We had the spray paint out and were joking about tagging the walls (kind of like we did the cement) since it was going to be all covered over with insulation and sheetrock anyway.  Karen talked me out of doing it, but I was able to convince Grandad to do a little tag.  Isn't it cute!  Now we'll always have a little bit of Granddad & Grandma's love in our home.
 
B+B

Once we had all the walls and doors marked it was time to lay out the PEX.  Maybe someday I'll do another post extolling all the virtues of this tubing but for now I'll just say I'm glad someone invented it because we wouldn't have been able to make this work without it.

We started in the study and then worked our way into the family room before we finished for the day.  We were able to get four loops down our first day which left four loops for the second day.


Rob built a nifty little fake manifold to support and organize the tubes as they come into the mechanical room.  This was one impressive piece of work!
In the picture above you can see the three loops (six tubes) going through the doorway into Rob's office.  This is the door that will open to the audio-video rack.  He's doing a great job on that design and will hopefully put together a post with those details.
This is how our basement looked at the end of the first day.  We were so pleased with all we had been able to accomplish and were so grateful that Granddad and Karen came to help. 

The insulation works because it was definitely warmer standing on it then it was standing in the backyard area.  Rob thought ahead and brought our little 10'x10' shelter which was perfect as it gave us a shady place to take a break every once in awhile and to eat the lunch that Grandma so graciously picked up for us.

At one point, Karen looked up and saw a sundog (a rainbow circling the sun).  That was pretty amazing to see, but then we realized that it was a double sundog.  Granddad started talking about ice crystals in the sky, but I preferred to consider it a blessing on our day and on our home.

Hydronics Layout

This is part of what I've been spending my time designing. 
First, Rob and I had to figure out how many zones we wanted in the basement.  Each zone is controlled by a thermostat, so all the rooms or areas in that zone would be consistently heated.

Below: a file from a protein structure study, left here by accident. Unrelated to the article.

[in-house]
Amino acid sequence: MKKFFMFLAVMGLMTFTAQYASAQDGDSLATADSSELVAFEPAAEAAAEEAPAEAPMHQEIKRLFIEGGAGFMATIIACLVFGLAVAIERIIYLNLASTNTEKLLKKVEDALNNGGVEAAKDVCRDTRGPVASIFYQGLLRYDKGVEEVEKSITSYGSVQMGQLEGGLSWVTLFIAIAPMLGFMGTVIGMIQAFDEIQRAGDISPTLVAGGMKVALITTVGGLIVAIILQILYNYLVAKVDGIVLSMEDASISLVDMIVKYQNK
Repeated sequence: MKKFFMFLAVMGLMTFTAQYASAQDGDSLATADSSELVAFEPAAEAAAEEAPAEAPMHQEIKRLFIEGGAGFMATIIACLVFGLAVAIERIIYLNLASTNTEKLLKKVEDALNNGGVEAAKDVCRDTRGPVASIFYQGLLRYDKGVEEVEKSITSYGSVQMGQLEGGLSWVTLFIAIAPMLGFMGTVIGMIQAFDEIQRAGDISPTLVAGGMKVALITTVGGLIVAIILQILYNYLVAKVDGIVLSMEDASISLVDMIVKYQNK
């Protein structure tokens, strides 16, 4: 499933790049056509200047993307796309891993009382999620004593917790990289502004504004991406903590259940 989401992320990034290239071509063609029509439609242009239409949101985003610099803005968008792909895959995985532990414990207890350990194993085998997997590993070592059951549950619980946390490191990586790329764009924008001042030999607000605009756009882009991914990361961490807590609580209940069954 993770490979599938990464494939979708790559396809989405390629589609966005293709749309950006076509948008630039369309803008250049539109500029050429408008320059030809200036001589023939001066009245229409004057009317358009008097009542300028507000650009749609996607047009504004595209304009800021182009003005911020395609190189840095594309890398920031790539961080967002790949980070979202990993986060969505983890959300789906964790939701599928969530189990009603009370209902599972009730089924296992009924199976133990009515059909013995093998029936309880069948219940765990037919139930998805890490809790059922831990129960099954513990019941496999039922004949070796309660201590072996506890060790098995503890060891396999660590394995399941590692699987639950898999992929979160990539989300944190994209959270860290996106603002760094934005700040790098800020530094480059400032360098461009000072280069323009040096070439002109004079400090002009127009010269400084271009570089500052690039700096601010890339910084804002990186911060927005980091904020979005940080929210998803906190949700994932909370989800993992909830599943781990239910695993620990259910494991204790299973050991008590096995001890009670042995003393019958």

We decided we wanted the office to be one zone, the family room and bathroom would be a second zone and the bedrooms would be a third zone.

Then, Ray (over at Peterson Plumbing Supply) worked up our heat loss calculation.  This is determined by several factors including the size of the room, how many exterior walls there are, and the number and size of windows and doors.  I know there is more than that, but that's the simple version.

He determined how many loops of PEX we need for each zone, how long each of those loops need to be and the distance they need to be laid from each other. Then I took those calculations and started to design the best way to fit the linear feet of tubing into each room - from the boiler - through the room - back to the boiler in one continuous loop without crossing the lines.  Each colored line in my drawing represents one loop.  We had two loops in zone 1, two loops in zone 2 and four loops in zone 3.
 
If we had an exterior wall that wasn't covered by earth (which is two and one half walls of our basement) we needed to run the PEX closer to the exterior wall (two lines of PEX at 6" centers) and that tubing needed to be the line that came directly out of the boiler so it would be the hottest.  As we moved into the interior of the room we were able to space the tubing at 12" centers.  I couldn't run the PEX too close to the walls.  I needed to run it through doorways and not under walls.  I had to avoid the areas where cabinets were going to be installed.  All of those factors played into how the design came together.

Some of the rooms were easier to configure than others and some of the areas I got too fussy about trying to make it perfect.  Also, you can't bend PEX too tightly or it will kink so all those square corners are really rounded corners but VISIO doesn't do curves too well (at least not in a way that makes it easy for me to caluclate linear feet). 

It was nice to have the design laid out ahead of time.  We had to make a few adjustments as we worked but overall we stayed pretty true to the design. 

Gravel and Grading

June 11
Today was another exciting day where we could really start to see the house take shape and get a feel for how we will be able to use and utilize our lot.  I'm still in "Goldilocks" mode...
The house is too big ...
The house is just right.
The lot is too big ...
The lot will be just right.

I went up first thing in the morning and they were just starting to grade the lot and bring in the gravel.  The guys from Savage were super friendly.  They introduced themselves and answered the two quick questions I had.  Then we chatted for awhile about what was happening.  I could tell they really liked their work.  I like that the people who are building our home take pride in their work.  It makes us feel good about the quality of work they bring to this job and I believe it leaves good vibes in our home too.